- Health Care, Drugs & Insurance
Obamacare Will Provide Health Security, Unless Romney and Ryan Kill It
For middle-class families, a key challenge to early retirement is affordable health insurance. You will lose any employer-based insurance after you leave the workforce, but will be too young to quality for Medicare. One option is to wade into the scary world of non-group health insurance, but premiums are often out of control and you may not qualify due to a pre-existing condition. You might also be dropped even after you obtain insurance coverage should you develop any serious health problem. Luckily, there is a solution on the horizon which would provide affordable health insurance and consumer protections to many early retirees: The Patient Protection and Affordable Care Act (otherwise called, mostly by its detractors, Obamacare).
Finding Affordable Non-Group Health Insurance is Mostly a Middle-Class Problem
According to a 2011 report from eHealthInsurance, the average monthly non-group health insurance premium paid for a family was $414, ranging from $261 in Iowa to $932 in New York. This average increased by 5.6% from February 2010 to February 2011, or about double the rate of inflation. The average deductible for these policies was $3879, after increasing by 9.9% from February 2010 to February 2011. This report is available online at: http://news.ehealthinsurance.com/pr/ehi/document/2011_Cost__and__Benefits_Report_FINAL.pdf
For early retirees, or people contemplating early retirement, the current health insurance situation is actually more problematic than these averages suggest. The bigger problem is that, as things currently stand, health insurance companies are free to inquire about pre-existing conditions on your application, and to then either significantly increase your premium or even deny coverage altogether. They may also be able to drop your coverage if you develop a serious medical condition. Thus, in order to seriously contemplate buying a non-group health insurance policy to provide coverage during early retirement, you need sufficient resources to cover premiums that exceed the averages.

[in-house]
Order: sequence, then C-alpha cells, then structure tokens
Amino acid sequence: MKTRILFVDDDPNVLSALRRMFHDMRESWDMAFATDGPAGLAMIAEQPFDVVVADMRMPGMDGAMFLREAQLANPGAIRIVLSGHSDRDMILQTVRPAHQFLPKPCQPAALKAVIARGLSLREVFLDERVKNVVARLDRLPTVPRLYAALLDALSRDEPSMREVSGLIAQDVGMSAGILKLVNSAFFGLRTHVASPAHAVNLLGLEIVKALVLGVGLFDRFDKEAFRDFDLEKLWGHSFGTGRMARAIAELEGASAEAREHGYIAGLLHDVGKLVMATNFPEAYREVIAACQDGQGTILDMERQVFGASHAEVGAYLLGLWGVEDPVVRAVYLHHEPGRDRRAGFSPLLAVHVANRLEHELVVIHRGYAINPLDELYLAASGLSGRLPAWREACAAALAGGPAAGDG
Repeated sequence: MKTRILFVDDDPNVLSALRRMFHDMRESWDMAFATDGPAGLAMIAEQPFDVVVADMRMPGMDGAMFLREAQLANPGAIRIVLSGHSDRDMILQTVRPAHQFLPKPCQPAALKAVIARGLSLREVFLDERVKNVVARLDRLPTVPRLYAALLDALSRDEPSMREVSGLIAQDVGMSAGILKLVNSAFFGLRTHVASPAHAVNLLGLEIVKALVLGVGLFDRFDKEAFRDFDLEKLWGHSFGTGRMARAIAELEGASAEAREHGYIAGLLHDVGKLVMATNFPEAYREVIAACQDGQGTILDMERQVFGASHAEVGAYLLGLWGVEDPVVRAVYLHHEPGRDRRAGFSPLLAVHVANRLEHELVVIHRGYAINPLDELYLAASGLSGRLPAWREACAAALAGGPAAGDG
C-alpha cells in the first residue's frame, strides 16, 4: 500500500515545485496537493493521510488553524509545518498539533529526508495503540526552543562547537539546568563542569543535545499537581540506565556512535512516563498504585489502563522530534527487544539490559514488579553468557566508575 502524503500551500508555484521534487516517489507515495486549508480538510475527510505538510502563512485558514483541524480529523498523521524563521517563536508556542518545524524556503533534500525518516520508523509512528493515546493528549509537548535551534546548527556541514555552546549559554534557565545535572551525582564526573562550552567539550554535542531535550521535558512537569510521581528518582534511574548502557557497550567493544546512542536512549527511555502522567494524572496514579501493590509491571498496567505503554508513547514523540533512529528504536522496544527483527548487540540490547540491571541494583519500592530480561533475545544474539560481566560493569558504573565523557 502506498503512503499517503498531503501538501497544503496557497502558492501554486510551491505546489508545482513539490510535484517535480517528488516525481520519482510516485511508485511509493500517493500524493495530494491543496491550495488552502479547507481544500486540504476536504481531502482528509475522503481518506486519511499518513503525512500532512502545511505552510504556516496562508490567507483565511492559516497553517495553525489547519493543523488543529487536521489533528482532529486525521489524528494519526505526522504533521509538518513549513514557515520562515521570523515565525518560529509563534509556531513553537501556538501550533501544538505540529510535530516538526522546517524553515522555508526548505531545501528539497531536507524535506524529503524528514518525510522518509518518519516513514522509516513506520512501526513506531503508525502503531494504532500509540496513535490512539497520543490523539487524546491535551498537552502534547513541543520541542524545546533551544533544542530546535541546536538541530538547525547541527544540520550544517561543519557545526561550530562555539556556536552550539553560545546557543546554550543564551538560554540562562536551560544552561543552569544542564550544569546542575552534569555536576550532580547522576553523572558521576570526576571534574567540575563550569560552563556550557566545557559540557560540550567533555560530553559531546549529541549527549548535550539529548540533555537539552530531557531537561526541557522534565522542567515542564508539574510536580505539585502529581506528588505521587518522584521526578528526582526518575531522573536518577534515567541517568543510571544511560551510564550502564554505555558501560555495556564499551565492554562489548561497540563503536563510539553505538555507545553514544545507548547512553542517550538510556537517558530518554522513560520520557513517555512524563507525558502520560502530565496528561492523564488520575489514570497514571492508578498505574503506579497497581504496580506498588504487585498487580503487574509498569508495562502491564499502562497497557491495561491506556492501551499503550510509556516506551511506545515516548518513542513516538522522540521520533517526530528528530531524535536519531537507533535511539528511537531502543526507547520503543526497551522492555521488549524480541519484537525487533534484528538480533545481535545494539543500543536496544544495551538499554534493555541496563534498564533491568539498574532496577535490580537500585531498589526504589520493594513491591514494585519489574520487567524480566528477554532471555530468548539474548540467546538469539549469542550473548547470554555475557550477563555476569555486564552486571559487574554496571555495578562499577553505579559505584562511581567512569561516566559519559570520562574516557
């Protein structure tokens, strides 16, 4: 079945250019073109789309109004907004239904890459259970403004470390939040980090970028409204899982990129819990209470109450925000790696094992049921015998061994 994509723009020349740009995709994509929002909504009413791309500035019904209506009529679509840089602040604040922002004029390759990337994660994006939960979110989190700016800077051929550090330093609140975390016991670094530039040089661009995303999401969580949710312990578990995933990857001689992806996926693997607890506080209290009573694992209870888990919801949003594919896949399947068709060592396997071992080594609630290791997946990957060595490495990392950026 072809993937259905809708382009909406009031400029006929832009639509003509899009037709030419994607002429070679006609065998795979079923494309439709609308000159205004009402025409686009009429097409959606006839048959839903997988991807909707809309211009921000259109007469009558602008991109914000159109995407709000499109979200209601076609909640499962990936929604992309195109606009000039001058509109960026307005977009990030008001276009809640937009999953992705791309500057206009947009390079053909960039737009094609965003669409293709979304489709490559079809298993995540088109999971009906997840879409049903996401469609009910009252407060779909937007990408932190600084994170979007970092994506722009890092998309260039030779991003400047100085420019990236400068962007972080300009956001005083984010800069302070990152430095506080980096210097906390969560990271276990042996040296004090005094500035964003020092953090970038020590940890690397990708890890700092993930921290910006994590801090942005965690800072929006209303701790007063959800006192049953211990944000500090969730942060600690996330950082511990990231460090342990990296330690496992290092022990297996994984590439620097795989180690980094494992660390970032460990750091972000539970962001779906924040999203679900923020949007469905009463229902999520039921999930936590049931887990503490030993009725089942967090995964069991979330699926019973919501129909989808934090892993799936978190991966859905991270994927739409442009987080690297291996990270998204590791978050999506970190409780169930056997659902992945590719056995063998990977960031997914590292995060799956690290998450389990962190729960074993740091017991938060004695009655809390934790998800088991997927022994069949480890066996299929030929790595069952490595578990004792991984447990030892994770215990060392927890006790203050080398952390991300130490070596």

If you are wealthy like Mitt Romney, purchasing an individual health insurance policy is not a problem. According to the Tax Policy Center, the cash income of the top 1 percent of American households was about $506,533 in 2011. Thus, such a household would only need to spend about 1% of its annual cash income to purchase a family health insurance policy at the average annual premium of roughly $5000. Even if a member of this household had a family member with a pre-existing condition, or a family member who developed a health problem later on, it would easily have the resources to buy health insurance.
On the other hand, if you have a lower-class income, then you might well qualify for Medicaid or for a state-sponsored health insurance program. In either case, you would receive comprehensive health insurance coverage for little or no cost. There would be no reason to buy non-group health insurance.
Now, assume you are a middle-class early retiree with an annual household income of $50,000. You would need to spend about 10% of your annual income to purchase a family health insurance policy at the average annual premium of roughly $5000. You would also have a deductible of $3879, on average. While paying a full 10% of your annual income is bad enough, you would also have to anticipate lofty increases in both your premium and deductible as the years go by. To further compound your anxiety, you would need to worry about a member of your family developing a serious medical problem, which could cause your future premiums to soar—or your insurer to drop your coverage. If the latter were to happen, you would either need to go without coverage, or need to re-enter the non-group insurance market, this time with a pre-existing condition. Thus, you have little security for your family’s health insurance coverage.